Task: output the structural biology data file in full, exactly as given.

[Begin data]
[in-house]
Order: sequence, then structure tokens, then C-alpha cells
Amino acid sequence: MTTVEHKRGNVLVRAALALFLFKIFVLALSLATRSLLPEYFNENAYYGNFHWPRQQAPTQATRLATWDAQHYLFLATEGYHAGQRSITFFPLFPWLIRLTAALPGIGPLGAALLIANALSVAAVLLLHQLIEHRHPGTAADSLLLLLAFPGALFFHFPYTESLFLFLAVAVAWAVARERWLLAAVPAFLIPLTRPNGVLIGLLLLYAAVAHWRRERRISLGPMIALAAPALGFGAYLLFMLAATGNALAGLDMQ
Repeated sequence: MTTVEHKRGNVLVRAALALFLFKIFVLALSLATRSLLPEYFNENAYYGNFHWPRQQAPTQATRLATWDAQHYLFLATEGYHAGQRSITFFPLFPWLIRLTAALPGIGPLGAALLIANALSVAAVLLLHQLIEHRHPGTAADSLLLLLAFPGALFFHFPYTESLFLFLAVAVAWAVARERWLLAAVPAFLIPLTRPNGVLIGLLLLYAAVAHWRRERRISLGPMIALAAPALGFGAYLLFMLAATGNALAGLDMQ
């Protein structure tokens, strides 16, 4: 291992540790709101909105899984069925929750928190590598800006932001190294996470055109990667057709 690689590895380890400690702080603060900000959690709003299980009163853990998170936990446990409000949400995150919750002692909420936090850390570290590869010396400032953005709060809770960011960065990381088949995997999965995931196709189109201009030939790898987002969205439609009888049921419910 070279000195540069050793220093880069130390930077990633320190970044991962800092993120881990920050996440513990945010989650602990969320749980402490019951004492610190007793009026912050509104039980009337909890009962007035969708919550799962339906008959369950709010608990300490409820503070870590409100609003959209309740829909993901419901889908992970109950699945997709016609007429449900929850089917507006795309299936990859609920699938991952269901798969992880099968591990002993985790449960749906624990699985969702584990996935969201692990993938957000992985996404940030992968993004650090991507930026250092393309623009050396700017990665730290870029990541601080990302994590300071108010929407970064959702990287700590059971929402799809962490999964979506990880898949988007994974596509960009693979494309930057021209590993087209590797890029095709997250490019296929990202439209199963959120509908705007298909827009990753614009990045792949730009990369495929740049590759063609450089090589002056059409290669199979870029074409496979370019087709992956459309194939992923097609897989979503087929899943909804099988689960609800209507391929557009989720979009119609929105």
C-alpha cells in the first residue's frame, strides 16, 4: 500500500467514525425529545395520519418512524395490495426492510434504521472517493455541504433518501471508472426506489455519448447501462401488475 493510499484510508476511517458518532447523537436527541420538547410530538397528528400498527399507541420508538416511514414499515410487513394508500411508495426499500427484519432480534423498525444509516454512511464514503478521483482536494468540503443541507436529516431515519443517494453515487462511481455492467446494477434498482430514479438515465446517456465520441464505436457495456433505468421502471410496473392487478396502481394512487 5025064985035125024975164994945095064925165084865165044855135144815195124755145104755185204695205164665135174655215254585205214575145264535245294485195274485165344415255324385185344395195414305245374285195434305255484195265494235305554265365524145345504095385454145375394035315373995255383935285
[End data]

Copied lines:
[in-house]
Order: sequence, then structure tokens, then C-alpha cells
Amino acid sequence: MTTVEHKRGNVLVRAALALFLFKIFVLALSLATRSLLPEYFNENAYYGNFHWPRQQAPTQATRLATWDAQHYLFLATEGYHAGQRSITFFPLFPWLIRLTAALPGIGPLGAALLIANALSVAAVLLLHQLIEHRHPGTAADSLLLLLAFPGALFFHFPYTESLFLFLAVAVAWAVARERWLLAAVPAFLIPLTRPNGVLIGLLLLYAAVAHWRRERRISLGPMIALAAPALGFGAYLLFMLAATGNALAGLDMQ
Repeated sequence: MTTVEHKRGNVLVRAALALFLFKIFVLALSLATRSLLPEYFNENAYYGNFHWPRQQAPTQATRLATWDAQHYLFLATEGYHAGQRSITFFPLFPWLIRLTAALPGIGPLGAALLIANALSVAAVLLLHQLIEHRHPGTAADSLLLLLAFPGALFFHFPYTESLFLFLAVAVAWAVARERWLLAAVPAFLIPLTRPNGVLIGLLLLYAAVAHWRRERRISLGPMIALAAPALGFGAYLLFMLAATGNALAGLDMQ
């Protein structure tokens, strides 16, 4: 291992540790709101909105899984069925929750928190590598800006932001190294996470055109990667057709 690689590895380890400690702080603060900000959690709003299980009163853990998170936990446990409000949400995150919750002692909420936090850390570290590869010396400032953005709060809770960011960065990381088949995997999965995931196709189109201009030939790898987002969205439609009888049921419910 070279000195540069050793220093880069130390930077990633320190970044991962800092993120881990920050996440513990945010989650602990969320749980402490019951004492610190007793009026912050509104039980009337909890009962007035969708919550799962339906008959369950709010608990300490409820503070870590409100609003959209309740829909993901419901889908992970109950699945997709016609007429449900929850089917507006795309299936990859609920699938991952269901798969992880099968591990002993985790449960749906624990699985969702584990996935969201692990993938957000992985996404940030992968993004650090991507930026250092393309623009050396700017990665730290870029990541601080990302994590300071108010929407970064959702990287700590059971929402799809962490999964979506990880898949988007994974596509960009693979494309930057021209590993087209590797890029095709997250490019296929990202439209199963959120509908705007298909827009990753614009990045792949730009990369495929740049590759063609450089090589002056059409290669199979870029074409496979370019087709992956459309194939992923097609897989979503087929899943909804099988689960609800209507391929557009989720979009119609929105």
C-alpha cells in the first residue's frame, strides 16, 4: 500500500467514525425529545395520519418512524395490495426492510434504521472517493455541504433518501471508472426506489455519448447501462401488475 493510499484510508476511517458518532447523537436527541420538547410530538397528528400498527399507541420508538416511514414499515410487513394508500411508495426499500427484519432480534423498525444509516454512511464514503478521483482536494468540503443541507436529516431515519443517494453515487462511481455492467446494477434498482430514479438515465446517456465520441464505436457495456433505468421502471410496473392487478396502481394512487 5025064985035125024975164994945095064925165084865165044855135144815195124755145104755185204695205164665135174655215254585205214575145264535245294485195274485165344415255324385185344395195414305245374285195434305255484195265494235305554265365524145345504095385454145375394035315373995255383935285